1. Origin

We are rational beings; and, as such, the desire of knowledge is natural to us. In early childhood, as each new object of interest comes under our notice, we ask, who made it; and as we advance in years, the same inquisitiveness attends us, and prompts us to investigate the sources of knowledge which are ever opening before us. Brutes may look with indifference on the works of God, and tread under foot the productions of human ingenuity, without inquiry into their origin; but rational men cannot act thus without violence to the first principles of their nature. Among the objects which have occupied a large space in human thought, and which claim our consideration, the BIBLE stands conspicuous. Its antiquity; the veneration in which it has been held, and continues to be held, by a large part of mankind; and the influence which it has manifestly exerted on their conduct and happiness, are sufficient, if not to awaken higher emotions, at least to attract our curiosity, and excite a desire to know its origin and true character.

We are moral beings. The Bible comes to us as a rule of conduct. The claim which is set up for it is, that it is the highest standard of morals, admitting no appeal from its decisions. We are, therefore, under the strongest obligations to examine the foundation of this claim.

We are, if the Bible is true, immortal beings. Heathen philosophers have conjectured that man may be immortal; and infidels have professed to believe it; but, if we exclude the Bible, we have no means of certain knowledge on this point. Yet it is a matter of the utmost importance. If we are immortal, we have interests beyond the grave which infinitely transcend all our interests in the present life. What folly, then, it is, to reject the only source of information on this momentous subject! Besides if we have such interests in a future world, we have no means of knowing how to secure them, except from the Bible. Shall we throw this book from us, and trust to vain conjecture, on questions in which our all is involved? it would be folly and madness.

Let us then inquire, whence came the Bible? Is it from heaven, or from men? If it is from men, is it the work of good men, or of bad men?

If bad men had been the authors of the Bible, they would have made it to their liking. If made to please them, it would please other men of like character. But it is not a book in which bad men delight. They hate it. Its precepts are too holy; its doctrines too pure; its denunciations against all manner of iniquity too terrible. It is not at all written according to the taste of such men. There are men who prize the Bible; who pore over its pages with delight; who have recourse to it in all their perplexities and sorrows; who seek its counsels to guide them, and its instructions to make them wise; who esteem its words more than gold, and feast on them as their sweetest food. But who are these men? They are those who detest all deceit and falsehood, and whom this very book has transformed, from men of iniquity and vice, to men of purity and holiness. It is impossible, therefore, that the Bible should be the work of bad men.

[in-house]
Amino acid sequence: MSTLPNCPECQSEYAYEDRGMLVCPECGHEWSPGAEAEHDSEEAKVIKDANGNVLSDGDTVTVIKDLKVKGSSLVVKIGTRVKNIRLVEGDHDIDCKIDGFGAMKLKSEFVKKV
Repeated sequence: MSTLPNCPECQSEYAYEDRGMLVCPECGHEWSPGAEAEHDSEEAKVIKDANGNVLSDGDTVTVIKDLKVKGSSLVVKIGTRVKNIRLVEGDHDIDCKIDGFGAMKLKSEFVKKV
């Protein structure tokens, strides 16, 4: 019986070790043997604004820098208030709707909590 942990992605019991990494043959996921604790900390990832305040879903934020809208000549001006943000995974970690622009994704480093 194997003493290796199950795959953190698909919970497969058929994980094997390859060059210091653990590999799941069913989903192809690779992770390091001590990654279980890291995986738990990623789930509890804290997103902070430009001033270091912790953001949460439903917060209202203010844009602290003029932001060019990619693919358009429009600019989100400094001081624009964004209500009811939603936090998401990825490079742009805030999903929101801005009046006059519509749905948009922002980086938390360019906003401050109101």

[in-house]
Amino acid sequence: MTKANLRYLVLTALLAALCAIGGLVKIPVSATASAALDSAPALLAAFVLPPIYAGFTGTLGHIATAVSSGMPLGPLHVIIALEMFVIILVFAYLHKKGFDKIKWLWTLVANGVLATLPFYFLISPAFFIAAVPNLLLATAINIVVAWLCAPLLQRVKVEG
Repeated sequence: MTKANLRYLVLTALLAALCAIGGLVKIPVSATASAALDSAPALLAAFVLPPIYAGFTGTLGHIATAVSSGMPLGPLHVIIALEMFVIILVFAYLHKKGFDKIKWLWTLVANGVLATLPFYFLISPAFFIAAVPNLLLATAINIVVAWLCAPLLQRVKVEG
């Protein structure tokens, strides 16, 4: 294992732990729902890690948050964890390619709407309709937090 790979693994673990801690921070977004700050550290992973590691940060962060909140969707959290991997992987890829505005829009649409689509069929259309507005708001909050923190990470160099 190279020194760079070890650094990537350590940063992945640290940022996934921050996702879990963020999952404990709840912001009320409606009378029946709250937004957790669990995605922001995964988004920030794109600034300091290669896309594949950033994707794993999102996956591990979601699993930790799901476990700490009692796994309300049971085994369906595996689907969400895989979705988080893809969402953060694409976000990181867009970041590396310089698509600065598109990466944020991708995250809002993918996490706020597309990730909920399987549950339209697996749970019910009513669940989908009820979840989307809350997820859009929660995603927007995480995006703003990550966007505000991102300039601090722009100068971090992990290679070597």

It remains that the Bible must be either from heaven or from good men. So pure a stream cannot proceed from a corrupt fountain. If it be from good men, they will not willfully deceive us. Let us, then, look to the account which they have given of its origin: “All Scripture is given by inspiration of God.” 1. “The things that I write unto you are the commandments of the Lord.” 2. “And so we have the prophetic word more firm, to which ye do well to take heed, as to a lamp shining in a dark place, until the day dawn, and the morning star arise in your hearts; knowing this first, that no prophecy of Scripture is of private invention. For never, at any time, was prophecy brought by the will of man, but the holy men of God spake, being moved by the Holy Ghost.” 3.

It may, perhaps, be objected to the use of these quotations, that we permit the Bible to speak for itself; but this is no unprecedented procedure. If a stranger were passing through our neighborhood, and we were desirous to know whence he came, it would not be unnatural to propose the inquiry to the man himself. If there were about him marks of honesty and simplicity of character, and if, after our most careful investigations, it should appear that he has no evil design to accomplish, and no interest to promote by deceiving us, we should rely on the information we derive from him. Such a stranger is the Bible; and why may we not rely on its testimony concerning itself? Nay, it is not a stranger. Though claiming a heavenly origin, it has long dwelt on earth, and gone in and out among us, a familiar companion. We have been accustomed to hear its words; and have known them to be tried with every suspicion, and every scrutiny, and no falsehood has been detected. More, it has been among us as a teacher of truth and sincerity; and truth and sincerity have abounded just in proportion as its teachings have been heeded. Old men of deceit have shrunk from its probings, and trembled at its threatenings; and young men have been taught by it to put away all lying and hypocrisy. Can it be that the Bible itself is a deceiver and impostor? Impossible! It must be, what it claims to be, a book from heaven – the Book of God.